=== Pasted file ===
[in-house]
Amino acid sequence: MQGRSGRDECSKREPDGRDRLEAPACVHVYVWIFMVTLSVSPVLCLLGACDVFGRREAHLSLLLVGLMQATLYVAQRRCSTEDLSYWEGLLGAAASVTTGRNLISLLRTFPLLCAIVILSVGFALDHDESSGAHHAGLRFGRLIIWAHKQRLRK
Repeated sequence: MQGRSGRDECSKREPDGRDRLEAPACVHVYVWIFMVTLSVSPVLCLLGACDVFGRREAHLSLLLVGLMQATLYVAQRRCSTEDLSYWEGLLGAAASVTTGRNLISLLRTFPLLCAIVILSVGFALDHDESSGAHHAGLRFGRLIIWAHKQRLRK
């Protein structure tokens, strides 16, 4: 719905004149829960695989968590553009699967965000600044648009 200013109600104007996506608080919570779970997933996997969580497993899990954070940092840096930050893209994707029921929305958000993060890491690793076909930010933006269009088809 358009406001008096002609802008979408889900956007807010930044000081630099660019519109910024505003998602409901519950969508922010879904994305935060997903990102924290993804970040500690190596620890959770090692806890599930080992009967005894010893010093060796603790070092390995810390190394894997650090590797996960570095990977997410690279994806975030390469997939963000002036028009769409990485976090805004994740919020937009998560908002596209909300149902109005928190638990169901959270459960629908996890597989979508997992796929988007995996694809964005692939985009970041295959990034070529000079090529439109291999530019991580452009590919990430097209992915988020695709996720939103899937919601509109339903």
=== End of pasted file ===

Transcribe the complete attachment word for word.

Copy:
[in-house]
Amino acid sequence: MQGRSGRDECSKREPDGRDRLEAPACVHVYVWIFMVTLSVSPVLCLLGACDVFGRREAHLSLLLVGLMQATLYVAQRRCSTEDLSYWEGLLGAAASVTTGRNLISLLRTFPLLCAIVILSVGFALDHDESSGAHHAGLRFGRLIIWAHKQRLRK
Repeated sequence: MQGRSGRDECSKREPDGRDRLEAPACVHVYVWIFMVTLSVSPVLCLLGACDVFGRREAHLSLLLVGLMQATLYVAQRRCSTEDLSYWEGLLGAAASVTTGRNLISLLRTFPLLCAIVILSVGFALDHDESSGAHHAGLRFGRLIIWAHKQRLRK
């Protein structure tokens, strides 16, 4: 719905004149829960695989968590553009699967965000600044648009 200013109600104007996506608080919570779970997933996997969580497993899990954070940092840096930050893209994707029921929305958000993060890491690793076909930010933006269009088809 358009406001008096002609802008979408889900956007807010930044000081630099660019519109910024505003998602409901519950969508922010879904994305935060997903990102924290993804970040500690190596620890959770090692806890599930080992009967005894010893010093060796603790070092390995810390190394894997650090590797996960570095990977997410690279994806975030390469997939963000002036028009769409990485976090805004994740919020937009998560908002596209909300149902109005928190638990169901959270459960629908996890597989979508997992796929988007995996694809964005692939985009970041295959990034070529000079090529439109291999530019991580452009590919990430097209992915988020695709996720939103899937919601509109339903």